By Topic

CMOS image sensors and camera-on-a-chip for low-light level biomedical applications

Sign In

Cookies must be enabled to login.After enabling cookies , please use refresh or reload or ctrl+f5 on the browser for the login options.

Formats Non-Member Member
$31 $13
Learn how you can qualify for the best price for this item!
Become an IEEE Member or Subscribe to
IEEE Xplore for exclusive pricing!
close button

puzzle piece

IEEE membership options for an individual and IEEE Xplore subscriptions for an organization offer the most affordable access to essential journal articles, conference papers, standards, eBooks, and eLearning courses.

Learn more about:

IEEE membership

IEEE Xplore subscriptions

3 Author(s)
Deen, M.J. ; Electr. & Comput. Eng. Dept., McMaster Univ., Hamilton, ON ; Desouki, M. ; Faramarzpour, Naser

With the advances in deep submicron CMOS technologies, CMOS-based active-pixel sensors (APS) have become a practical alternative to charge-coupled devices (CCD) imaging technology. Key advantages of CMOS image sensors are that they are fabricated in standard CMOS technologies, which allow full integration of the image sensor along with the analog and digital processing and control circuits on the same chip and that they are of low cost. Since there is a practical limit on the minimum pixel size (4~5 mum), then CMOS technology scaling can allow for an increased number of transistors to be integrated into the pixel. Such smart pixels truly show the potential of CMOS technology in imaging applications, especially for high-speed applications. This work discusses various active-pixel sensors (APS) and shows the feasibility of using the DC-level to increase the sensitivity of the pixel for low-level light applications. Avalanche-photodiodes (APDs) are described, in addition to a discussion of the breakdown mechanism and microplasma in avalanche breakdown for single photon APDs. A fully integrated, 16 times 16 pixel CMOS camera-on-a-chip, fabricated in a standard CMOS 0.18 mum technology is also shown in this work. The array is based on 256 APS with a pixel size of 20 mum times 30 mum, a fill-factor of 60% with all digital and analog blocks implemented on-chip.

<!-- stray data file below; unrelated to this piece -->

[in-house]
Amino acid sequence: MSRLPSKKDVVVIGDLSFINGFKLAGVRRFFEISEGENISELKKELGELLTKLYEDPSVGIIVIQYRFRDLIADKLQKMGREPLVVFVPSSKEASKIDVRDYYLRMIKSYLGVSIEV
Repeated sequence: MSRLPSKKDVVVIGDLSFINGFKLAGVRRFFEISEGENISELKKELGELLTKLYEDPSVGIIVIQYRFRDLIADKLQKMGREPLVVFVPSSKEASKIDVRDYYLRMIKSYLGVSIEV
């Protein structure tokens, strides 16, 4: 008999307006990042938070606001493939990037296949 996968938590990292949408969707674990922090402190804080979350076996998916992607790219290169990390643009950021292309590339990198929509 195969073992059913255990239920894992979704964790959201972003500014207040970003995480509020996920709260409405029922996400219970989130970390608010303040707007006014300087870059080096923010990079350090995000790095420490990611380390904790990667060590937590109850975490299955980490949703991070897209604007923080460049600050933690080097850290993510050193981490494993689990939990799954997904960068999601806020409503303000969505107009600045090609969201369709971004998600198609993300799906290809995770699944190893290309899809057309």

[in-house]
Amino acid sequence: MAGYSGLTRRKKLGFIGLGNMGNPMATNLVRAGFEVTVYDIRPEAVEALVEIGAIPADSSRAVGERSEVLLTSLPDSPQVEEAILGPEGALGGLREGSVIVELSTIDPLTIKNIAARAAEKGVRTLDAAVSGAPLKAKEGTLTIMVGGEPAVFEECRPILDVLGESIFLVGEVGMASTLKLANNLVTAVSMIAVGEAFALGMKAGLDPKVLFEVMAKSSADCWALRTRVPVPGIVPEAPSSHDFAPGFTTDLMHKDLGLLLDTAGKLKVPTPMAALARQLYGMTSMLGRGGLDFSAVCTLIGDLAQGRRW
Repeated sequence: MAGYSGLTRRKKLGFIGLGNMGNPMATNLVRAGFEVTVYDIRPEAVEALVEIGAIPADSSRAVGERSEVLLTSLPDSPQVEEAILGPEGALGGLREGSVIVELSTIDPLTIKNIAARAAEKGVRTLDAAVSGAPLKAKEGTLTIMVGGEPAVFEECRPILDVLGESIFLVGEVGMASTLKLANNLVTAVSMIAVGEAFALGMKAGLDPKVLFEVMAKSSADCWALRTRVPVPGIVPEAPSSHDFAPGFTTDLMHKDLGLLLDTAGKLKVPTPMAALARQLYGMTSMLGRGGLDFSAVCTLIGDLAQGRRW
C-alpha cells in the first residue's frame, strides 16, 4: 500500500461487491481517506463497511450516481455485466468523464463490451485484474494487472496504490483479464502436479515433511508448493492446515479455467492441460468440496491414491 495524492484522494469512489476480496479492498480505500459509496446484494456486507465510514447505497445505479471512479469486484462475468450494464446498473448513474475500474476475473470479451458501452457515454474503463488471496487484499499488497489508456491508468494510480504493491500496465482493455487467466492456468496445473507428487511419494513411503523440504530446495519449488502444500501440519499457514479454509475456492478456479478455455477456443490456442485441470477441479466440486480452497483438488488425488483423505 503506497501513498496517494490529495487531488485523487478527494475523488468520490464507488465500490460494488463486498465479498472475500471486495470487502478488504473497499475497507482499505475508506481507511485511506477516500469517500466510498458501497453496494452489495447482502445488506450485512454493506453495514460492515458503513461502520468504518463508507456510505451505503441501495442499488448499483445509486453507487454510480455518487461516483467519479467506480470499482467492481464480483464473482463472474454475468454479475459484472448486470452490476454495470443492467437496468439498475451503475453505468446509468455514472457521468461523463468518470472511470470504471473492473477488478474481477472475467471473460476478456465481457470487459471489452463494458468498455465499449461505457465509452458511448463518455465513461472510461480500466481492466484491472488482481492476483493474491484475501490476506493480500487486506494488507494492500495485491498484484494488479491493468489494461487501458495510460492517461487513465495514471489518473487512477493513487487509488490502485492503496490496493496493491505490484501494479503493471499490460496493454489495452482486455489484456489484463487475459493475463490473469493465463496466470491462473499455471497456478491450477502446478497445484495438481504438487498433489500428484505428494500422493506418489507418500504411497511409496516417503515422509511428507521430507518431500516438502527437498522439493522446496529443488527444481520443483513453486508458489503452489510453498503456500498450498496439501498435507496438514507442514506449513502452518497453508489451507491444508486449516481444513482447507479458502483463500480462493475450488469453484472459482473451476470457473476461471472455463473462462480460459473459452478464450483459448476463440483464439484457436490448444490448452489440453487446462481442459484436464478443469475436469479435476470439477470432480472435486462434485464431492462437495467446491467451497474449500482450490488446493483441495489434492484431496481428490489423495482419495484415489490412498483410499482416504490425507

Published in:

Electron Devices and Solid-State Circuits, 2008. EDSSC 2008. IEEE International Conference on

Date of Conference:

8-10 Dec. 2008